No! There's no picture of it solved - it will give too much away. If you really need help with it then contact me and I will send some clues or even give a photo.

Little Kenny

Little Kenny (notice the TL craftsman's mark)
Little Kenny was the puzzle I had really been wanting to buy from Tom when the "rules" forced me to buy the Chain store too. Ken Irvine has designed (and made) some of the most interesting interlocking solid puzzles that have been seen in the last few years. Amongst his incredible designs are a group that fall into a special subset - the Turning Interlocking Cubes. My very good friend and international expert on the subject, Bernhard Schweitzer, had introduced me to these puzzles many years ago when I edited his series of articles on them for the CFF journal. Bernhard had made quite a lot of these fabulous designs for me and they proudly sit on my shelf to my right and come down frequently to be toyed with. When a new one comes out I just cannot resist them and of course when I saw that this had been entered into the design competition, I knew I had to have this one too.

The Little Kenny differs from the classical design in that it is a 4x4x3 cuboid rather than a cube but the principle is the same. Allard gave a rave review to this (and it's brother Little Bruce which is not available at the moment, sob!) The original had been made from jatoba wood by Ken himself but Tom had been given permission to make and sell copies - mine is a lovely rich Lacewood. It is sent out in pieces and the aim is obviously assembly. The inclusion of half unit cuts on two of the pieces make it really quite easy to establish the ultimate positioning of all the pieces BUT there is a problem:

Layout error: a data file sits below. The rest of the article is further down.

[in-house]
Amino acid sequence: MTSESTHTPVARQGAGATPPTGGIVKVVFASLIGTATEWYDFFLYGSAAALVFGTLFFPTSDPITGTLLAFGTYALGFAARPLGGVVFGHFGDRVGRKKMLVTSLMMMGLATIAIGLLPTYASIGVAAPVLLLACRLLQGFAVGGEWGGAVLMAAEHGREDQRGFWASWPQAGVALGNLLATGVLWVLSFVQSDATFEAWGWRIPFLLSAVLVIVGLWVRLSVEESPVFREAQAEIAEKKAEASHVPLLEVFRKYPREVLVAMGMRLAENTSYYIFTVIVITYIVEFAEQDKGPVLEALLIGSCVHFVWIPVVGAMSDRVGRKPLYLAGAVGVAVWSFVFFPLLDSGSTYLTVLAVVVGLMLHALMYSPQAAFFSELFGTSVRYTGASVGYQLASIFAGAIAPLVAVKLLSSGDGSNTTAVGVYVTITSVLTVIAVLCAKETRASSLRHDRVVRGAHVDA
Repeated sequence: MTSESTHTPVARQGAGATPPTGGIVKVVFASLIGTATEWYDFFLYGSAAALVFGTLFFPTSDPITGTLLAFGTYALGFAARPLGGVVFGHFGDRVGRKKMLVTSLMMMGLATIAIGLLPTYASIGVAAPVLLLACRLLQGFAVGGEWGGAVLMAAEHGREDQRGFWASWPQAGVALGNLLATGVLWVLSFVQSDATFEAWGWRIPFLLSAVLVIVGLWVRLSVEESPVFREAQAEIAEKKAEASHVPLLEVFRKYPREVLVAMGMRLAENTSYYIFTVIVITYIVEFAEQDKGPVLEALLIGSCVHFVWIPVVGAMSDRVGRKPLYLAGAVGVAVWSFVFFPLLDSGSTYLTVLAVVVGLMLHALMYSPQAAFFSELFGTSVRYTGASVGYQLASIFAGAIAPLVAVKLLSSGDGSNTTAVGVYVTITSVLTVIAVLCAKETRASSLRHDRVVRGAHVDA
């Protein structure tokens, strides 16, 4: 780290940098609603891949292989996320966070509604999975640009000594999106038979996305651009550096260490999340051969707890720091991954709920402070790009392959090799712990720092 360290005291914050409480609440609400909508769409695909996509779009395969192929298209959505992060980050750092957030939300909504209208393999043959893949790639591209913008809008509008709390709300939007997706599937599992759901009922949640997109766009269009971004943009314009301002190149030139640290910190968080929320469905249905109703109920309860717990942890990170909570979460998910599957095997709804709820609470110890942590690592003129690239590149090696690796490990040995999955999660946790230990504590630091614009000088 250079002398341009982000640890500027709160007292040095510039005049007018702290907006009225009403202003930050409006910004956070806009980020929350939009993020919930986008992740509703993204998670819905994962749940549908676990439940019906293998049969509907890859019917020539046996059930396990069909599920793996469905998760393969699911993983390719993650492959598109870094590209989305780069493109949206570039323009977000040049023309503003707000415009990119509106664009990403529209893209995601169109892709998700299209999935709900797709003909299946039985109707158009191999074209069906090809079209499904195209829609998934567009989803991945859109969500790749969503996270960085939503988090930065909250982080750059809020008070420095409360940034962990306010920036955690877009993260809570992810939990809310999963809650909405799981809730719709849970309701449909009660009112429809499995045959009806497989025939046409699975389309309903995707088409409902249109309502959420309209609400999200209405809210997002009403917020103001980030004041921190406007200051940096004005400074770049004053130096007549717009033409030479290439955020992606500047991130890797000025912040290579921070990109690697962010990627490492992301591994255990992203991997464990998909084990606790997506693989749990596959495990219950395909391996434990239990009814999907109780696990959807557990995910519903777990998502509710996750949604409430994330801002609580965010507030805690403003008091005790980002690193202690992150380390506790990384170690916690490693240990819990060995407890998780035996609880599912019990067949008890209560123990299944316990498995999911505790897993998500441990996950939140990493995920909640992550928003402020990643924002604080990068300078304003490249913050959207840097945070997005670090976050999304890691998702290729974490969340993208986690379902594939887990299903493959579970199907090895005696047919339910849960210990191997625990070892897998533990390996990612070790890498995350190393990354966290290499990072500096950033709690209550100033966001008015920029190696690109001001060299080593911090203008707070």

It won't fit!
The last piece just won't fit in! I have tried putting that one in first or second but nope! Not happening! I have noticed that there is a design feature or 2 on some key pieces:

There corners are all nicely bevelled but 1 or 2 are VERY bevelled
The extra bevelling must be part of the solution but so far I have not been able to work it out. I haven't solved any of these TIC's for a rather long time and am out of practice. Allard mentioned that he has a 5 stage puzzle solving process:
  1. Thinking “this should be easy”
  2. “I must be missing something obvious” 
  3. Thorough bafflement 
  4. Believing it isn’t possible, until finally 
  5. Solving it!  
I am working through his process (it seemed like a good one) and think I have got past stage 2 onto stage 3! I plan on skipping stage 4 because I know that Ken wouldn't be that mean and Tom is far too good a craftsman to give me an impossible puzzle (Ah - I have just remembered that a certain "puzzle pusher" has done that to me in the past!) I suspect that I will be caught at "Allard stage 3" for quite a long time despite also adopting his custom technique of Thinking©.

It may be that I will need to ask Bernhard for a clue. I'll keep trying for a while yet. My previously mentioned very good friend has also struggled with this puzzle too which does make me feel much better! His is locked up in the wrong configuration just now - whoops.

If you get a chance to play with either of these two puzzles then you won't be disappointed. Tom is a fabulous craftsman and the designs by Goh Pit Khiam and Ken Irvine are phenomenal. I am really hoping that Ken decides to make a production run of the Little Bruce for the rest of us or that he gives permission for others to make it and sell it on his behalf. Come on Ken, put me out of my misery!!!

Now it's time to continue my birthday celebrations - she won't let me play with any puzzles though!!


  1. Chain Store is a great puzzle...can't use burr tools to solve but with a bit of thinking, not overly frustrating to solve either...

    1. I agree Jerry. I solved it in my head first which is very unusual for me. Little Kenny, on the other hand, is still causing a lot of problems!